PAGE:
By Q4 2021, total utilization of the largest oil pipelines in the Permian Basin will drop to 57 percent. That’s according to a recent survey from industry research firm Wood MacKenzie.
Some level of spare capacity is necessary for a functioning midstream system, to accommodate demand spikes and the fact that pipelines and related infrastructure must be periodically sidelined for maintenance. The current level, however, is quite elevated, basically for two reasons.
First, based on announced plans of producers for this year, US crude oil output is expected to drop well below the pre-pandemic level of 13 million or so barrels per day. Second, a sizeable amount of new shipping capacity came on line at the end of the previous decade to accommodate expected increases in shale output. That includes natural gas pipelines built to ship associated natural gas produced from oil wells, much of which historically has been flared.
Shale exploration and production (E&P) giant, Pioneer Natural Resources (NYSE: PXD) announced a deal to acquire privately-held DoublePoint Energy, but the reception on Wall Street has been less than enthusiastic.
Single digit temperatures, record snowfall, millions of utility customers without service, nearly one-third of the state’s power generating capacity shut down and spiking electricity prices: That’s the damage so far from the Great Texas Power Crisis of 2021, which continues wreak havoc across the Lone Star State.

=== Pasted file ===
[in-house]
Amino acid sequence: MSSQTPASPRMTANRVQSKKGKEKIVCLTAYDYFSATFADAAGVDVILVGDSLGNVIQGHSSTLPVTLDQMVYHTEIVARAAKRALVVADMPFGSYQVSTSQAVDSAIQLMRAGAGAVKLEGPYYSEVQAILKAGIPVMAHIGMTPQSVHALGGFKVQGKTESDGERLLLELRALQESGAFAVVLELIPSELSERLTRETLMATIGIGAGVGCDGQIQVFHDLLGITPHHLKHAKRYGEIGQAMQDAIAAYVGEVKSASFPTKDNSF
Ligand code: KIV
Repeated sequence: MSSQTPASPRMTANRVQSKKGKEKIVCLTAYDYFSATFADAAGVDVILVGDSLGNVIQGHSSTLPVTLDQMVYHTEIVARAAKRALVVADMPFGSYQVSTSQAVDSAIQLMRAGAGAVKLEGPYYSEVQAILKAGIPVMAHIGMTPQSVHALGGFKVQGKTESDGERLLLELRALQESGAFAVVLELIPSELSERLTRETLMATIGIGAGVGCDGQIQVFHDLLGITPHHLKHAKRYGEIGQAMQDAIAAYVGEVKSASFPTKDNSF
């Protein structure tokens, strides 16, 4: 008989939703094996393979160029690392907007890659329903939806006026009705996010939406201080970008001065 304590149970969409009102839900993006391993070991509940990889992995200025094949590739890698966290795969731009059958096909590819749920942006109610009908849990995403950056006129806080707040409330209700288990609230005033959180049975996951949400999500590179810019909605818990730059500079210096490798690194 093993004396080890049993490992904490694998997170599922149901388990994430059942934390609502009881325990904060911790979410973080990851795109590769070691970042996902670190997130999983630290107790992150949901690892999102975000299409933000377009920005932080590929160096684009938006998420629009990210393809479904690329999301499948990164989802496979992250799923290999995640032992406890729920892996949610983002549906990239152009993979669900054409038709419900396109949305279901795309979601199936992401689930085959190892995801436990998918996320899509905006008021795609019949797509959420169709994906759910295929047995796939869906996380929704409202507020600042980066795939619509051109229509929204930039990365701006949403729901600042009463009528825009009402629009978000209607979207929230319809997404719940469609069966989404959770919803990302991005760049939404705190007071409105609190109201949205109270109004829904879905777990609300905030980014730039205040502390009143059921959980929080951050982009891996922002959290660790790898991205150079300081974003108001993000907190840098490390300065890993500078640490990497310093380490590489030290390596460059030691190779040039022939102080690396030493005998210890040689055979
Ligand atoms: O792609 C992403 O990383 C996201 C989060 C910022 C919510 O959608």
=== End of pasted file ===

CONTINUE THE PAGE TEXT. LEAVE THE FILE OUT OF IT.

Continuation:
This week, the incoming Biden administration filled out much of its prospective energy and environment team with pragmatists,signaling a focus on incremental measures rather than the dramatic and disruptive.
In investing, economics always wins over politics. That’s worth remembering at a time when energy midstream and pipeline companies are unloved by investors, and many advisors and media personalities forecast sector doomsday.
Despite the worst market conditions for US midstream companies in at least a generation, stability and sustainability were the themes of Kinder’s Q3 results and guidance this week.
Over the next few weeks, the energy sector will report Q1 results and management teams will update guidance for 2021 and beyond. At stake is whether individual companies are holding up at this stage of the energy price cycle.
Our outlook remains bullish for energy prices and sector stocks. That means we still expect to see a declining number of names on the Endangered Dividends List going forward, with Q1 results the next opportunity for companies to drop off.
Our recommended stocks’ Q4 numbers and guidance were spread out over a couple months. In contrast, their Q1 results will come in as basically a data deluge.
It’s been almost two years since we published a major feature piece on Canada’s energy sector: A Q&A that focused on Australian companies as well. And over that time, much of our coverage universe in both countries of producers, drillers, midstream service providers and even downstream companies have rated sells.
With the pandemic’s impact on demand still unwinding, it’s no wonder most energy companies have opened 2021 with conservative outlooks and cash management strategies. One thing that’s missing from last year, however, is a wave of dividend cuts to reflect it.
Elliott and Roger on Apr. 28, 2021
Balanced portfolios of energy stocks for aggressive and conservative investors.
Our take on more than 50 energy-related equities, from upstream to downstream and everything in between.
Our assessment of every energy-related master limited partnership.
Roger Conrad’s coverage of more than 70 dividend-paying energy names.